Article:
Adequate deposition in the whole canopy according to the specifications of the treatment is one of the objectives of a pesticide application. Meanwhile spray drift continues to be a major problem in applying agricultural pesticides. Drift can cause crop protection chemicals to be deposited in undesirable areas with serious consequences [1
]. Drift reduction and improvement of efficiency of pesticide application process is one of the goals of the 128/2009/CE European Directive for a Sustainable Use of Pesticides [2
]. The imminent and mandatory establishment of National Action Plans by every European Union (EU) member will include the definition, establishment and quantification of buffer zones with quantitative information about drift potential of every sprayer and configuration. According to ISO 22866:2005 [3
] drift is defined as “the quantity of plant protection product that is carried out of the sprayed (treated) area by the action of air currents during the application process”. In an orchard setting, this includes droplets which move horizontally through the orchard canopy and out the sides of the orchard, and droplets which are above the canopy (due to direct spraying into the air or diffusion up from the sprayed canopy) and move vertically into the atmosphere. Most drift involves droplets which move above the canopy for some or all of their pathways [4
A realistic representation of spray drift could, for example, not only reveals a given percentile of the spray drift expected at a given distance from a field, but it could show the entire range of spray drift that might be observed, caused by different weather conditions or the equipment (nozzle type) [5
]. Spray drift has been studied extensively [6
], in a series of field trials and for many crops. The results from these studies are currently used in pesticide registration in the EU. Specifically, the 90th percentile of all measured “drift values” (the amount of drifted residues) is commonly applied in ecotoxicological risk assessments. The data include the variability of spray drift between different fields (field trials) and the variability within fields (different Petri dishes placed at the same distance from the field border). But, despite the wide variety of collected data, not all the scenarios can be identified. Spray drift is highly influenced by many factors that may be grouped [8
] into one of the following categories: equipment and application techniques; spray characteristics; operator care and skill. Diverse methodologies [9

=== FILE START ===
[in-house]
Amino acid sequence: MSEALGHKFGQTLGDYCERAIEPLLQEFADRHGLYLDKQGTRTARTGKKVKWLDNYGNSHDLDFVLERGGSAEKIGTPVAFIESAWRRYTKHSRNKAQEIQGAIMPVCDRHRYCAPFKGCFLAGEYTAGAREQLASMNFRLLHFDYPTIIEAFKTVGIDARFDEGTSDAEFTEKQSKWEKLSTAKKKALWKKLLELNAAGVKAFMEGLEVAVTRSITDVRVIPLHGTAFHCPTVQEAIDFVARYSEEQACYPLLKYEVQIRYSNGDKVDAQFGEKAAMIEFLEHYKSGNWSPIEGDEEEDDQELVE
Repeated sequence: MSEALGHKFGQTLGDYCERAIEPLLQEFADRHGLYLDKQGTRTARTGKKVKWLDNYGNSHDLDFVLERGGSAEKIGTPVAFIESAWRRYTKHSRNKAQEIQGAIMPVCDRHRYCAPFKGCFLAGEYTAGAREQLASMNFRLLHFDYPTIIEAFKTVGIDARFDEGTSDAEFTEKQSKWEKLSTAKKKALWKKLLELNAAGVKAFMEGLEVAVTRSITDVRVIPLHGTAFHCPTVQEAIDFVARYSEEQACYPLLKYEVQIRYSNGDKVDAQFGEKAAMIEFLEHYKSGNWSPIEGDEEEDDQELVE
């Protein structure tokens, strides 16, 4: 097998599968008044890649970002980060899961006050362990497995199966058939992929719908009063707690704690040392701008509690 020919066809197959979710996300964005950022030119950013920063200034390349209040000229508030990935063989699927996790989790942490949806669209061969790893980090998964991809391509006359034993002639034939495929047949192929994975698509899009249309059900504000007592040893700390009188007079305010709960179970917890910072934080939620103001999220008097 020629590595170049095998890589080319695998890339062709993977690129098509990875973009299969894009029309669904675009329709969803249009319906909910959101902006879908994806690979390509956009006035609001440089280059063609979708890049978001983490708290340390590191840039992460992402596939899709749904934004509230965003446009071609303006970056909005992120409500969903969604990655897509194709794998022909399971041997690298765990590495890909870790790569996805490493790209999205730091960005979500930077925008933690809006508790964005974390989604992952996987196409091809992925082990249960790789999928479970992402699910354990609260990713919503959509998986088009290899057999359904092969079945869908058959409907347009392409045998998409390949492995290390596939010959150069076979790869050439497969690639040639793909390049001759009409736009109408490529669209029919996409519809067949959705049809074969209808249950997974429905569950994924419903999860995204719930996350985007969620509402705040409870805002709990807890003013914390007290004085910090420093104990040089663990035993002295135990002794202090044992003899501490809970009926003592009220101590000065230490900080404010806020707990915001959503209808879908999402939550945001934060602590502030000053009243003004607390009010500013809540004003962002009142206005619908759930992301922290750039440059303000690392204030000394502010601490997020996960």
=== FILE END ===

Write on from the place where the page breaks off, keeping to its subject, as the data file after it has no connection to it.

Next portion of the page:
] developed in the last years to evaluate and quantify the effect of different parameters involved in the process, in a big effort to define a spray classification, have always resulted in great variability due to the influence of environmental conditions.
In general, arrangement of field tests for drift measurement is very difficult and expensive. The ISO 22866:2005 norm defines the procedure to quantify drift during field tests, but this method is complex, time consuming and depends heavily on external conditions such as wind, being difficult to adopt and may have poor result repeatability. These facts, together with the need to maintain the spray track perpendicular to the wind direction make the arrangement of field tests a cumbersome and difficult process. Other researchers [13
] have concluded that a sequence of experiments could last for several hours avoiding changing the line of measurements as long as the average wind deviation was in the range of ±30° from the original line.
But independent of the difficulties of field trial arrangements, the key problem in spray drift and dispersion assessment studies [14
] has been the quantification of spray droplet concentration as it cannot be accurately extrapolated from point measurements to determine spatial dispersion [4
]. It helps conclude that presently available direct and indirect methods of spray drift measurements were inadequate for measuring plumes of drifting aerosols. For these reasons, different authors have proposed different drift measurements, in an attempt to develop easy, repeatable and precise methods as an alternative to current standards. There are many methods available for sampling spray drift, and a great variety of estimates of spray drift have been published based on mathematical analysis [15
], probabilistic estimations [5
] or through the development of computational models based on indirect drift measurements [16